OAS/GNT Sustainable Heritage Endorsement Programme

PHOTOVOICE PROMPT #6: Grenada's Future

What do you see here? (Addressed to the whole group)

A lone stone   –   Wood reflection

Four Digital gadgets    –   Distorted brand name

Four different reflections   –    Fist/green reflection

Black/brown/grey/green   –    Ring on finger reflection

Veranda wall    –   Dasheen (crop)

Finger/fingernails/fist    –   Weeds

Sweater    –   Callaloo leaves

Tough soil    –   Galvanize reflection

Straight line    –   Glimpse of person standing over gadgets

Dirty screens

Why did you take this photo? (Addressed to the photographer)

I took this photo to display the fact that digital gadgets are taking over Grenada in every (which) way. As a result of the gadget invasion, people are no longer connecting socially, but digitally. People are losing the art of communication (physically). Also, the “Gadget Invasion” image highlights the fact that Grenada’s social values are changing from one that was traditional to one that is post-modern.

What is really happening here? (Addressed to the whole group—alternatively what does the photograph represent?)

Although, in general, some, if not all, conquests are seen as unnecessary and negative, this technology invasion that is captured in the “Gadget Invasion” picture is one that is both necessary and positive for Grenada and its people in the 21 st century and beyond. As an island-nation that anchors itself to traditional values, the hi-tech revolution and newfound skillsets of the Grenadian people are indicative of the loss of tradition at the hands of the digital age. By extension, this technical takeover is meant to accommodate convenience. However, it also calls into question an irritating ambivalence in regards to the ideas of dependence and inconvenience. This well-deserved hesitation reveals that some people over-indulge themselves and become addicted to the gadgets rather than spend time with other people, and because of these excessive excursions time, efforts, resources, and finances can be lost in the process, causing massive inconveniences to some, if not all, Grenadians. On the positive side, by accepting the use of digital technology, Grenada is bridging the gap between the ancient and the modern worlds, but also the island is appreciative of the research potential, the career development, the online education, and the ease of access to information that Grenadians would not have had access to prior to the technological invasion. Even more substantial, to Grenada and its people, are the benefits of telecommuting and global online business transactions that are made possible by technology. For instance, both strength and firmness are symbolic of the reflections of a closed fist and an open hand that are seen on two of the tablets’ screens. These two digital reproductions imply that Grenada is, on the one hand, suspicious of the digital world; while, on the other hand, the island-nation is grateful for the various opportunities that the technical infiltration has brought to the Grenadian shorelines. Another symbolism that is suggestive of the technical revolution is the lone stone lying on the tough, solid soil that represents not only defense (against the digital devices), but also violence (as a consequence of technology: in the form of online bullying and online crimes). Still yet, a counterbalance of the gadget invasion is the organic energy of the dasheen and callaloo crops that serve as dynamic forms of purification against the mechanical nature of the digital devices. The four reflections (of pieces of wood; three fingers with a ring on the ring finger; the closed fist and sweater, and the one with the galvanize) express the idea of the new containing the old, which serve as a movement or signal from the old to the new. Besides, these four digital tablets and their mirror images serve as the mechanical crystal balls of the future.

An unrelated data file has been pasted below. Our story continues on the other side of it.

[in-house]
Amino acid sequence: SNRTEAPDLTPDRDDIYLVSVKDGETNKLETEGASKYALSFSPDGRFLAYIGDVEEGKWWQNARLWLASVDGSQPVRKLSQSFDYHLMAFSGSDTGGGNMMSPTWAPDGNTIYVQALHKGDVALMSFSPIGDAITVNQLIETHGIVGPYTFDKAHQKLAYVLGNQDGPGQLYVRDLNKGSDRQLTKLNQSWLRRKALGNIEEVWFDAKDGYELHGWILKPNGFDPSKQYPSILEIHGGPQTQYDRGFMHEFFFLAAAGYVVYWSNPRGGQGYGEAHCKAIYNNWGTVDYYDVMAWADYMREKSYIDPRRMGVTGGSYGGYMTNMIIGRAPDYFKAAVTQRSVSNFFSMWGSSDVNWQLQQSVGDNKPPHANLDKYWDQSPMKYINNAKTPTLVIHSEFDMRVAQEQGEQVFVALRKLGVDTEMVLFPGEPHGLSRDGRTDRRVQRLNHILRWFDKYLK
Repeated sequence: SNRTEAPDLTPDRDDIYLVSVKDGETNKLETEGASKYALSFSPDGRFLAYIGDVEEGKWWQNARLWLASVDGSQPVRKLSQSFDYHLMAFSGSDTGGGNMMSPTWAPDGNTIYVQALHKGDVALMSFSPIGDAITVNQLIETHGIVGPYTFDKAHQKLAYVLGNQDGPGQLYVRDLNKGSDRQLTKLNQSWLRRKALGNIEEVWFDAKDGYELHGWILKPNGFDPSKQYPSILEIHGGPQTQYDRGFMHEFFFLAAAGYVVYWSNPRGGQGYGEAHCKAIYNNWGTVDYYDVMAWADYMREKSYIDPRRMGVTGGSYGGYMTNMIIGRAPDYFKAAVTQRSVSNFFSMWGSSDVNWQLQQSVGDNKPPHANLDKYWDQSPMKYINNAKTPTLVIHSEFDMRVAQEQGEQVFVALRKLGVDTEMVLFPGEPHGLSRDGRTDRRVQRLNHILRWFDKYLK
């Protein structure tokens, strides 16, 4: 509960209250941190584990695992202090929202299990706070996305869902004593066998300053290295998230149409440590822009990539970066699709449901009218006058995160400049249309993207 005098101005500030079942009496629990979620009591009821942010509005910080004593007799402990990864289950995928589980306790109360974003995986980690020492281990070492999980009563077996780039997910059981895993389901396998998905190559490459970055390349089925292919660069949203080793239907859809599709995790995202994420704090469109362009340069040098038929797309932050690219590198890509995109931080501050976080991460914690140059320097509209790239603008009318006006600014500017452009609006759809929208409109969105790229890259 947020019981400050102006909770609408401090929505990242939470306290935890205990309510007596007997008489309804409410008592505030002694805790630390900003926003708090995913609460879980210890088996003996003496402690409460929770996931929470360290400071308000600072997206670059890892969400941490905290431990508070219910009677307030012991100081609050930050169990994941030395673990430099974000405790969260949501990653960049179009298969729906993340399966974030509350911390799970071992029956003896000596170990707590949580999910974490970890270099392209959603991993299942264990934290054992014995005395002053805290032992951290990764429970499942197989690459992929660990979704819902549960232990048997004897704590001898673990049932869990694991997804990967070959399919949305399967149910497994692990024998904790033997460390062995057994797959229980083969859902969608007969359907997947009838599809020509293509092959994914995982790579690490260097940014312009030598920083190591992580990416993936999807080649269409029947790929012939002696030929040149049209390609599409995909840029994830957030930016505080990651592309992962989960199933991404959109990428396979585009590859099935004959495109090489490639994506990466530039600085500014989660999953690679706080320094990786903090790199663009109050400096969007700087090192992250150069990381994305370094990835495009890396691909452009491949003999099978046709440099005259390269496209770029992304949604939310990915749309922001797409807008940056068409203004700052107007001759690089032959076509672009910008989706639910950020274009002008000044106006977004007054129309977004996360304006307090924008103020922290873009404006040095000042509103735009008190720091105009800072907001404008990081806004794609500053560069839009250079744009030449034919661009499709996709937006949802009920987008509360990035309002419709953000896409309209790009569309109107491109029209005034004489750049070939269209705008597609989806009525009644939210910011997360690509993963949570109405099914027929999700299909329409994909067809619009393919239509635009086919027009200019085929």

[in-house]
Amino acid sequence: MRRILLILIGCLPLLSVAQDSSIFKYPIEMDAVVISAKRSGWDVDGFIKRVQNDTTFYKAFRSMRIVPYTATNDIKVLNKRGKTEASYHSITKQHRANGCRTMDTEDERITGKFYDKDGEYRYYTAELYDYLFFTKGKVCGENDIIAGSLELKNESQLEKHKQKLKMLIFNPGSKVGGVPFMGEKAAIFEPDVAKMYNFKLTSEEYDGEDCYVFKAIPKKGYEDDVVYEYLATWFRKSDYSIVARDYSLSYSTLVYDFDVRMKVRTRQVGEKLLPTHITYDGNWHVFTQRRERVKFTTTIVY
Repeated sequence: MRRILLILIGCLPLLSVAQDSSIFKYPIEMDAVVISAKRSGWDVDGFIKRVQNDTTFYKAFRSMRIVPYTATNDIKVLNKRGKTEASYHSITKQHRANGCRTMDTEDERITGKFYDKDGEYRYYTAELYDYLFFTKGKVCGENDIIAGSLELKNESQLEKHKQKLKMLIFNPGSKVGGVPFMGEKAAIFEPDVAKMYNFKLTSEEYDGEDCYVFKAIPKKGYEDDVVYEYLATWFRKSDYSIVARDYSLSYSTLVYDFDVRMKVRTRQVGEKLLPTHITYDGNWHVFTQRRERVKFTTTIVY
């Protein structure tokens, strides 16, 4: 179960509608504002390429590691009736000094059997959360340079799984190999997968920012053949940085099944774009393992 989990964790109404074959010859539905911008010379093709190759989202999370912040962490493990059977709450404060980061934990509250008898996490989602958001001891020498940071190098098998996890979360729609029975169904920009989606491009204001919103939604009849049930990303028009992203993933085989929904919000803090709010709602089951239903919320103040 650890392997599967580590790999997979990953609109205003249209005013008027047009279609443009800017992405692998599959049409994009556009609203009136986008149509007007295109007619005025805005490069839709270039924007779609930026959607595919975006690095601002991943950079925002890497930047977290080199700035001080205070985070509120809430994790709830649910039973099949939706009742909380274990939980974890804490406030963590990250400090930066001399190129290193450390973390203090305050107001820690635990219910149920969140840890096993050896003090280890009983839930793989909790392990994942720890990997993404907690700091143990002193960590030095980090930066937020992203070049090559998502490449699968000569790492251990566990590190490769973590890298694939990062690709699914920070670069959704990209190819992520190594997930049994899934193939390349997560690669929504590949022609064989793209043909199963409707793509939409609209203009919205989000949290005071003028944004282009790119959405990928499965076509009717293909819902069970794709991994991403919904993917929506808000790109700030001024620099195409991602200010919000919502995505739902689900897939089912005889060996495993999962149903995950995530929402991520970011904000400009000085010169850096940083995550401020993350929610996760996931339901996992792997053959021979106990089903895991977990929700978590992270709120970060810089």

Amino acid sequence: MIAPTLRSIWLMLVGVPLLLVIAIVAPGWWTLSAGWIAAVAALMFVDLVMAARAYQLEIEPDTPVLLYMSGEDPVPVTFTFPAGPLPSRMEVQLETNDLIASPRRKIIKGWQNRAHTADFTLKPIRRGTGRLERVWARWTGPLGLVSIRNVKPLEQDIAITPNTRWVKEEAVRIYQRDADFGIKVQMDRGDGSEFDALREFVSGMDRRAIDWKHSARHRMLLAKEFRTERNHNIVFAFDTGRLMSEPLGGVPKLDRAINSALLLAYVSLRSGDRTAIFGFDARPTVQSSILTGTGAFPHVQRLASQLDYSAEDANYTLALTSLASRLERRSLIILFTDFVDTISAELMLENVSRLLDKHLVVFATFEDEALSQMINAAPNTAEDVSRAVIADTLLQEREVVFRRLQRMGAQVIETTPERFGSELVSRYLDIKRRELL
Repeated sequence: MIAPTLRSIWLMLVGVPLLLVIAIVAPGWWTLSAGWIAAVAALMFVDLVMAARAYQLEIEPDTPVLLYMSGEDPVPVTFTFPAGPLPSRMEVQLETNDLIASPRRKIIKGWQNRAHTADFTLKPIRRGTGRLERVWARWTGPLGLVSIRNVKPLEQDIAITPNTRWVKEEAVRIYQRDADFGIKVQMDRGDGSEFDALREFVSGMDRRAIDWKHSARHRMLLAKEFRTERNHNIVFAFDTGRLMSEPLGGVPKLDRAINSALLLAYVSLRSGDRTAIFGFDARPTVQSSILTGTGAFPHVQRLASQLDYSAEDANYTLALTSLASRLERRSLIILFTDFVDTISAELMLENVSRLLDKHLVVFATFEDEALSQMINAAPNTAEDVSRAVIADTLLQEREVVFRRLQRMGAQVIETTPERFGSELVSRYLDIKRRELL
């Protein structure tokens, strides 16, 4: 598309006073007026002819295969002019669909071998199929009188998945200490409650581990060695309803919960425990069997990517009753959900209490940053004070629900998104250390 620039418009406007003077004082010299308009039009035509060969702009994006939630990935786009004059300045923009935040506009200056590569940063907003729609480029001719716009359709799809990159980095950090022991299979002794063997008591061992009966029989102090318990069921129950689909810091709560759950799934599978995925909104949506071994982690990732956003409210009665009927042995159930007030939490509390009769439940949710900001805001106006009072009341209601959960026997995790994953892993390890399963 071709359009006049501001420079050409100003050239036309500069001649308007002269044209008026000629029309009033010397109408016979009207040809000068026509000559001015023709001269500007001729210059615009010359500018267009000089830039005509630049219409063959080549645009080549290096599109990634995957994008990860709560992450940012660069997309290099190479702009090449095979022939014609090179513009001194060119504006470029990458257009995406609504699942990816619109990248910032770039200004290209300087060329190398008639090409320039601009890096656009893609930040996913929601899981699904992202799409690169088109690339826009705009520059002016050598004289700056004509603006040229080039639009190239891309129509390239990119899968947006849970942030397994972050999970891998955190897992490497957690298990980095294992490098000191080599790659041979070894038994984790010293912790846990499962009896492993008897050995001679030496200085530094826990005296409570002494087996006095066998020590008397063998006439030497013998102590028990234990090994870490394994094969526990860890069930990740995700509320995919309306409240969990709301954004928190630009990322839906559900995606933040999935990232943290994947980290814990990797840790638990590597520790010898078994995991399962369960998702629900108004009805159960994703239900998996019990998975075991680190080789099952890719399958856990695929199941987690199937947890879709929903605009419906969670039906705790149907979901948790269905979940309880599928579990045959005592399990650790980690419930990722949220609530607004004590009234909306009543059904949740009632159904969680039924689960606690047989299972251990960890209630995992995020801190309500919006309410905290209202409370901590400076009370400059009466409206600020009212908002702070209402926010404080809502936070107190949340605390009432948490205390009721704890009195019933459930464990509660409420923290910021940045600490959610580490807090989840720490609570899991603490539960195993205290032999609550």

PHOTO Title: Gadgets Invasion

Photograph Location: Clozier, St. John’s

Photographer: Amellia Williams